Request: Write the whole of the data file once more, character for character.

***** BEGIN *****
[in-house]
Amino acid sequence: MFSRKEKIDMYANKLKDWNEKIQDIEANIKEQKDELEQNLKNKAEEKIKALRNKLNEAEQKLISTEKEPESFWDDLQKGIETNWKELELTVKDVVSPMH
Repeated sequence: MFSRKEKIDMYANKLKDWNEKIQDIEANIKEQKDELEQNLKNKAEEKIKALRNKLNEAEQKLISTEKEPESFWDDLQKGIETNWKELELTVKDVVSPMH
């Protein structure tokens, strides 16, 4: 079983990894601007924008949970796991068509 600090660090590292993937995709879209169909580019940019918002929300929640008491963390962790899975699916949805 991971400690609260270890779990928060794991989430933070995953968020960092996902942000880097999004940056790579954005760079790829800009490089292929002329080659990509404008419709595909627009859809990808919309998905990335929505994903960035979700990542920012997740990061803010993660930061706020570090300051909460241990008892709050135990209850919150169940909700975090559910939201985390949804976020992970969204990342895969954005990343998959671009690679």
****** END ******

[in-house]
Amino acid sequence: MFSRKEKIDMYANKLKDWNEKIQDIEANIKEQKDELEQNLKNKAEEKIKALRNKLNEAEQKLISTEKEPESFWDDLQKGIETNWKELELTVKDVVSPMH
Repeated sequence: MFSRKEKIDMYANKLKDWNEKIQDIEANIKEQKDELEQNLKNKAEEKIKALRNKLNEAEQKLISTEKEPESFWDDLQKGIETNWKELELTVKDVVSPMH
């Protein structure tokens, strides 16, 4: 079983990894601007924008949970796991068509 600090660090590292993937995709879209169909580019940019918002929300929640008491963390962790899975699916949805 991971400690609260270890779990928060794991989430933070995953968020960092996902942000880097999004940056790579954005760079790829800009490089292929002329080659990509404008419709595909627009859809990808919309998905990335929505994903960035979700990542920012997740990061803010993660930061706020570090300051909460241990008892709050135990209850919150169940909700975090559910939201985390949804976020992970969204990342895969954005990343998959671009690679």